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Multi-spectral Lidar Used to Improve SLAM

Image of Multi-spectral lidar Can Improve SLAM
Multi-spectral lidar Can Improve SLAM

Editor note – This paper in Satellite Navigation by Jiang Changhui, et al proposes the use of multi-spectral lidar  to improve SLAM.

Light Detection and Ranging (LiDAR) sensors are popular in Simultaneous Localization and Mapping (SLAM) owing to their capability of obtaining ranging information actively. Researchers have attempted to use the intensity information that accompanies each range measurement to enhance LiDAR SLAM positioning accuracy. However, before employing LiDAR intensities in SLAM, a calibration operation is usually carried out so that the intensity is independent of the incident angle and range. The range is determined from the laser beam transmitting time.

Therefore, the key to using LiDAR intensities in SLAM is to obtain the incident angle between the laser beam and target surface. In a complex environment, it is difficult to obtain the incident angle robustly. This procedure also complicates the data processing in SLAM and as a result, further application of the LiDAR intensity in SLAM is hampered.

Motivated by this problem, in the present study, we propose a Hyperspectral LiDAR (HSL)-based-intensity calibration-free method to aid point cloud matching in SLAM. HSL employed in this study can obtain an eight-channel range accompanied by corresponding intensity measurements. Owing to the design of the laser, the eight-channel range and intensity were collected with the same incident angle and range. According to the laser beam radiation model, the ratio values between two randomly selected channels’ intensities at an identical target are independent of the range information and incident angle.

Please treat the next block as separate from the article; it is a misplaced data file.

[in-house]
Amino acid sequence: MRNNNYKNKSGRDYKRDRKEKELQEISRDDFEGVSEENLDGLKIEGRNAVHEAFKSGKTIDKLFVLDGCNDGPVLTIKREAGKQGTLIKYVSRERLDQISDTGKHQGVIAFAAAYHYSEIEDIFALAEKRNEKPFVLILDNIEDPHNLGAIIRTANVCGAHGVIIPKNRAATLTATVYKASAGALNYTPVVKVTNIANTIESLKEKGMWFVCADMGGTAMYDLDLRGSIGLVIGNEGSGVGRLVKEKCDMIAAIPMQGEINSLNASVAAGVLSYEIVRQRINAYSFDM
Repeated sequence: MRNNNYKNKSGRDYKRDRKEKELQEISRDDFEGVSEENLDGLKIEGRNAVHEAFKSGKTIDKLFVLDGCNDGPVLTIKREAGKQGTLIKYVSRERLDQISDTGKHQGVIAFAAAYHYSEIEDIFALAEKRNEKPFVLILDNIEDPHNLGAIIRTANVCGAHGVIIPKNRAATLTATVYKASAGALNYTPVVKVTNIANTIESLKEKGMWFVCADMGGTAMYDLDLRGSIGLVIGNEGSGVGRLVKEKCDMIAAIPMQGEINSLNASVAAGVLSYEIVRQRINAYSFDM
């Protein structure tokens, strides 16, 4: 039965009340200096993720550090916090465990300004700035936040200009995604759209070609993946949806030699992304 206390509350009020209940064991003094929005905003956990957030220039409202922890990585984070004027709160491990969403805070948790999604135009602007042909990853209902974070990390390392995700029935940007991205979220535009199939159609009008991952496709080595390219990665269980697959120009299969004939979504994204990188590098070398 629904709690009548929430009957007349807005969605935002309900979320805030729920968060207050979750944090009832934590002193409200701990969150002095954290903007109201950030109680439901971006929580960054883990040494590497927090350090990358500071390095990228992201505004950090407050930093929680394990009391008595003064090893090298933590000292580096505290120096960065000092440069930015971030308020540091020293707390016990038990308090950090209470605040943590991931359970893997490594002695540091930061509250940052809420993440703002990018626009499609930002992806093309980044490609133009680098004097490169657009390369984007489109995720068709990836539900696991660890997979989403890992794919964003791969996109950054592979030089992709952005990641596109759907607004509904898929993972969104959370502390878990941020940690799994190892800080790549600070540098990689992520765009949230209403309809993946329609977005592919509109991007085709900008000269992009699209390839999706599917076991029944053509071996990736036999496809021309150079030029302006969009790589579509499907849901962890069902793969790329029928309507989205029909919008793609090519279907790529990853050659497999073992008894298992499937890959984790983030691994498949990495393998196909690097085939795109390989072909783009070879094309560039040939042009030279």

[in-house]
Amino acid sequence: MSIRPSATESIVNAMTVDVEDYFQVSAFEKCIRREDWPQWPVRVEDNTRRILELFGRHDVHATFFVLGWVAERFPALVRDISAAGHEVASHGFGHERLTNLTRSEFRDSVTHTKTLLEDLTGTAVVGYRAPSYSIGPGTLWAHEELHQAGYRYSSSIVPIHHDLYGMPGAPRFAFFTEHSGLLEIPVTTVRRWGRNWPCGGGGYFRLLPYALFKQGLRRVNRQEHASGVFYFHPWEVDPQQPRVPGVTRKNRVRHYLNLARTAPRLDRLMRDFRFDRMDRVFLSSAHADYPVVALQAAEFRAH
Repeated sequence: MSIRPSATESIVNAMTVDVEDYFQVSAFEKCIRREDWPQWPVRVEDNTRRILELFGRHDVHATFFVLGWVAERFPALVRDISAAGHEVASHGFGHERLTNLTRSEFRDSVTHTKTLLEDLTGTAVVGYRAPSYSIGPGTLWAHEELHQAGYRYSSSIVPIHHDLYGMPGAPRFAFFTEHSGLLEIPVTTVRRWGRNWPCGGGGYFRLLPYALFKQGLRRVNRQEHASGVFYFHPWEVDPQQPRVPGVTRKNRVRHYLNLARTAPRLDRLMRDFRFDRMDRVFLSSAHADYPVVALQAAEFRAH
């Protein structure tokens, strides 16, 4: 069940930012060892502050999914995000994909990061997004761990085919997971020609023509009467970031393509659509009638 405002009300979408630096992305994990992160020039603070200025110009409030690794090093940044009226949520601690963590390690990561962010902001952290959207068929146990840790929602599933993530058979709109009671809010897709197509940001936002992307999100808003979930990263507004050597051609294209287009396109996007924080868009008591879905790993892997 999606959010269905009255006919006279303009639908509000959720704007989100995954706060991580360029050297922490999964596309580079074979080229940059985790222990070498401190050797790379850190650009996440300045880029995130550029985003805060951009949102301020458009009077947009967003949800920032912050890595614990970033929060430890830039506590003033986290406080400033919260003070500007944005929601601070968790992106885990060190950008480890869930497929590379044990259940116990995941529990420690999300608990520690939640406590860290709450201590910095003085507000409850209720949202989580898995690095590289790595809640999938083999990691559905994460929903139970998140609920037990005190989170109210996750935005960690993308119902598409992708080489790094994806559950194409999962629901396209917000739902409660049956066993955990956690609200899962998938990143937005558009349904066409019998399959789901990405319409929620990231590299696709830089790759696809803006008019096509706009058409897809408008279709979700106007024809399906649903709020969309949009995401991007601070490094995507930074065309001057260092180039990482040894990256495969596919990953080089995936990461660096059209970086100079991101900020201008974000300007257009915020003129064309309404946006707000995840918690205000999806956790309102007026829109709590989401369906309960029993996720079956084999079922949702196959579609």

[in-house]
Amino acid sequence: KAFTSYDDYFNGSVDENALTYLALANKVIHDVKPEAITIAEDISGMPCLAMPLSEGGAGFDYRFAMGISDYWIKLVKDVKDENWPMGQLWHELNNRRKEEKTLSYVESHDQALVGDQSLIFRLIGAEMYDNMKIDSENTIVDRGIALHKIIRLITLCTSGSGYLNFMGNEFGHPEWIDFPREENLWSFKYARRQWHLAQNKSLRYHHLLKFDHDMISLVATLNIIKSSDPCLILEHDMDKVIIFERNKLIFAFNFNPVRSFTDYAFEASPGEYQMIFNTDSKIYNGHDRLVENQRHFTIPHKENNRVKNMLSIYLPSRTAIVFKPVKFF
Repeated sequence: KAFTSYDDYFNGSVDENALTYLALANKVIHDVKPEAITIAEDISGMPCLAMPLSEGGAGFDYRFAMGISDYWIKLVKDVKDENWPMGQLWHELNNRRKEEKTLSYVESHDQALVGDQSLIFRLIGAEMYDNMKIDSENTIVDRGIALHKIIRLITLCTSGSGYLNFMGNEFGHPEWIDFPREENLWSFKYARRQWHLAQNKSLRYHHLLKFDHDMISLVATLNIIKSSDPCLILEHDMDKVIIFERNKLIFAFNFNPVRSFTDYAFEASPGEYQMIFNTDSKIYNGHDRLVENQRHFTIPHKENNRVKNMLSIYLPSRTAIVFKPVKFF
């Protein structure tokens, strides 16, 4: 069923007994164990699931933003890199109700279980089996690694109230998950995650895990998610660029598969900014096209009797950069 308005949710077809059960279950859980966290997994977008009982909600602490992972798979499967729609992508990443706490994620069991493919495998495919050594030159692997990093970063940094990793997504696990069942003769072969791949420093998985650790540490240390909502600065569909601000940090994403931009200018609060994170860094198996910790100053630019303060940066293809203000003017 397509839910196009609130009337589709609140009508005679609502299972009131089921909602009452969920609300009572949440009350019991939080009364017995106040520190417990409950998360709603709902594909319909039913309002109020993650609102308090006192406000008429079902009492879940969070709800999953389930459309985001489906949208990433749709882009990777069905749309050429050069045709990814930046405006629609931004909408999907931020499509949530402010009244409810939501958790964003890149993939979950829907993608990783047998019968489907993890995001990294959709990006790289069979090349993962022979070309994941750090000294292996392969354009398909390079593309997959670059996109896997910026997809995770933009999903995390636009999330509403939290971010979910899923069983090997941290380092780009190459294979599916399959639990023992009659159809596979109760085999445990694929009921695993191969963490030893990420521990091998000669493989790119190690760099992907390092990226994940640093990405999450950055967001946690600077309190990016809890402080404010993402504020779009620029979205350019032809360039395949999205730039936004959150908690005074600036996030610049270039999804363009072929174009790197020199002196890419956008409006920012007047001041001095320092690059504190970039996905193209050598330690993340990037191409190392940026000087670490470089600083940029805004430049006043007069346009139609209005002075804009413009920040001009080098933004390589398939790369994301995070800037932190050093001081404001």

To test the proposed method, the HSL was employed to scan a wall with different coloured papers pasted on it (white, red, yellow, pink, and green) at four distinct positions along a corridor (with an interval of 60 cm in between two consecutive positions). Then, a ratio value vector was constructed for each scan. The ratio value vectors between consecutive laser scans were employed to match the point cloud. A classic Iterative Closest Point (ICP) algorithm was employed to estimate the HSL motion using the range information from the matched point clouds.

According to the test results, we found that pink and green papers were distinctive at 650, 690, and 720 nm. A ratio value vector was constructed using 650-nm spectral information against the reference channel. Furthermore, compared with the classic ICP using range information only, the proposed method that matched ratio value vectors presented an improved performance in heading angle estimation.

For the best case in the field test, the proposed method enhanced the heading angle estimation by 72%, and showed an average 25.5% improvement in a featureless spatial testing environment. The results of the primary test indicated that the proposed method has the potential to aid point cloud matching in typical SLAM of real scenarios.

For the complete paper on multi-spectral lidar to improve SLAM CLICK HERE.

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